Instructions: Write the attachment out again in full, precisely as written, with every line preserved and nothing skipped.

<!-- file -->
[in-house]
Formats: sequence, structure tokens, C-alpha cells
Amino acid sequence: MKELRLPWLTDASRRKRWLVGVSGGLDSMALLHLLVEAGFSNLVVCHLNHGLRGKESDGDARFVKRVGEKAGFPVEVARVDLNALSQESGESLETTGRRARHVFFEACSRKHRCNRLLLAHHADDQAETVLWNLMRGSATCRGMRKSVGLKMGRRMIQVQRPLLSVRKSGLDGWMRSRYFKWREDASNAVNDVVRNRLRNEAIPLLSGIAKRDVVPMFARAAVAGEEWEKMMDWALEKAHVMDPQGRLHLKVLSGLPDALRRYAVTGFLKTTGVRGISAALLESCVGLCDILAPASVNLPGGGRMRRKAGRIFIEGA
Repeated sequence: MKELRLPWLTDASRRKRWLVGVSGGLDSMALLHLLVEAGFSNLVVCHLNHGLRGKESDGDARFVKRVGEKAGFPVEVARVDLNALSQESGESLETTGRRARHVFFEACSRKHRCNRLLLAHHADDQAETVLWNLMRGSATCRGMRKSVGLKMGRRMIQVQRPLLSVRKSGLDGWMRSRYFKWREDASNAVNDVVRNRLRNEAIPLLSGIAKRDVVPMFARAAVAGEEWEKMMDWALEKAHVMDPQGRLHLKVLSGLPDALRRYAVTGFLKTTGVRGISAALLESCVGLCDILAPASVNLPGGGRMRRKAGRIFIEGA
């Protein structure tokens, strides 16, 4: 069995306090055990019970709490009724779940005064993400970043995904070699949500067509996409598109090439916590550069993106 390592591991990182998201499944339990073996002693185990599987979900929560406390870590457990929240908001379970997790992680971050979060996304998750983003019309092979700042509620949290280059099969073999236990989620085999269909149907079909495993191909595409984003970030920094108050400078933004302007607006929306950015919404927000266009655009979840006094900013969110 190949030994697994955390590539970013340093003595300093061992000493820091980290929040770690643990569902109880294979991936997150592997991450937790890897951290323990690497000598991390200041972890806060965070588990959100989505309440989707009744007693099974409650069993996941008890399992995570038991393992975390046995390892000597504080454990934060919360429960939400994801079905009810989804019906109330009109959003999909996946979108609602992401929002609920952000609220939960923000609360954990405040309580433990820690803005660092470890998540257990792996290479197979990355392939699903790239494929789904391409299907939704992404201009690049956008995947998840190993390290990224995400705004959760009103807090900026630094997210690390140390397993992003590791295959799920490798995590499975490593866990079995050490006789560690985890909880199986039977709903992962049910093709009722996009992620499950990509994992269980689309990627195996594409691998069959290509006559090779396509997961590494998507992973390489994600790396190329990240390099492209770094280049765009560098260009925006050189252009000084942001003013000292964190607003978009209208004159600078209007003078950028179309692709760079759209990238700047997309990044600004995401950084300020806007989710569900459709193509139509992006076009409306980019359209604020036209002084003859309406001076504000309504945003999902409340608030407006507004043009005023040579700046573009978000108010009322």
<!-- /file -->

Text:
[in-house]
Formats: sequence, structure tokens, C-alpha cells
Amino acid sequence: MKELRLPWLTDASRRKRWLVGVSGGLDSMALLHLLVEAGFSNLVVCHLNHGLRGKESDGDARFVKRVGEKAGFPVEVARVDLNALSQESGESLETTGRRARHVFFEACSRKHRCNRLLLAHHADDQAETVLWNLMRGSATCRGMRKSVGLKMGRRMIQVQRPLLSVRKSGLDGWMRSRYFKWREDASNAVNDVVRNRLRNEAIPLLSGIAKRDVVPMFARAAVAGEEWEKMMDWALEKAHVMDPQGRLHLKVLSGLPDALRRYAVTGFLKTTGVRGISAALLESCVGLCDILAPASVNLPGGGRMRRKAGRIFIEGA
Repeated sequence: MKELRLPWLTDASRRKRWLVGVSGGLDSMALLHLLVEAGFSNLVVCHLNHGLRGKESDGDARFVKRVGEKAGFPVEVARVDLNALSQESGESLETTGRRARHVFFEACSRKHRCNRLLLAHHADDQAETVLWNLMRGSATCRGMRKSVGLKMGRRMIQVQRPLLSVRKSGLDGWMRSRYFKWREDASNAVNDVVRNRLRNEAIPLLSGIAKRDVVPMFARAAVAGEEWEKMMDWALEKAHVMDPQGRLHLKVLSGLPDALRRYAVTGFLKTTGVRGISAALLESCVGLCDILAPASVNLPGGGRMRRKAGRIFIEGA
């Protein structure tokens, strides 16, 4: 069995306090055990019970709490009724779940005064993400970043995904070699949500067509996409598109090439916590550069993106 390592591991990182998201499944339990073996002693185990599987979900929560406390870590457990929240908001379970997790992680971050979060996304998750983003019309092979700042509620949290280059099969073999236990989620085999269909149907079909495993191909595409984003970030920094108050400078933004302007607006929306950015919404927000266009655009979840006094900013969110 190949030994697994955390590539970013340093003595300093061992000493820091980290929040770690643990569902109880294979991936997150592997991450937790890897951290323990690497000598991390200041972890806060965070588990959100989505309440989707009744007693099974409650069993996941008890399992995570038991393992975390046995390892000597504080454990934060919360429960939400994801079905009810989804019906109330009109959003999909996946979108609602992401929002609920952000609220939960923000609360954990405040309580433990820690803005660092470890998540257990792996290479197979990355392939699903790239494929789904391409299907939704992404201009690049956008995947998840190993390290990224995400705004959760009103807090900026630094997210690390140390397993992003590791295959799920490798995590499975490593866990079995050490006789560690985890909880199986039977709903992962049910093709009722996009992620499950990509994992269980689309990627195996594409691998069959290509006559090779396509997961590494998507992973390489994600790396190329990240390099492209770094280049765009560098260009925006050189252009000084942001003013000292964190607003978009209208004159600078209007003078950028179309692709760079759209990238700047997309990044600004995401950084300020806007989710569900459709193509139509992006076009409306980019359209604020036209002084003859309406001076504000309504945003999902409340608030407006507004043009005023040579700046573009978000108010009322």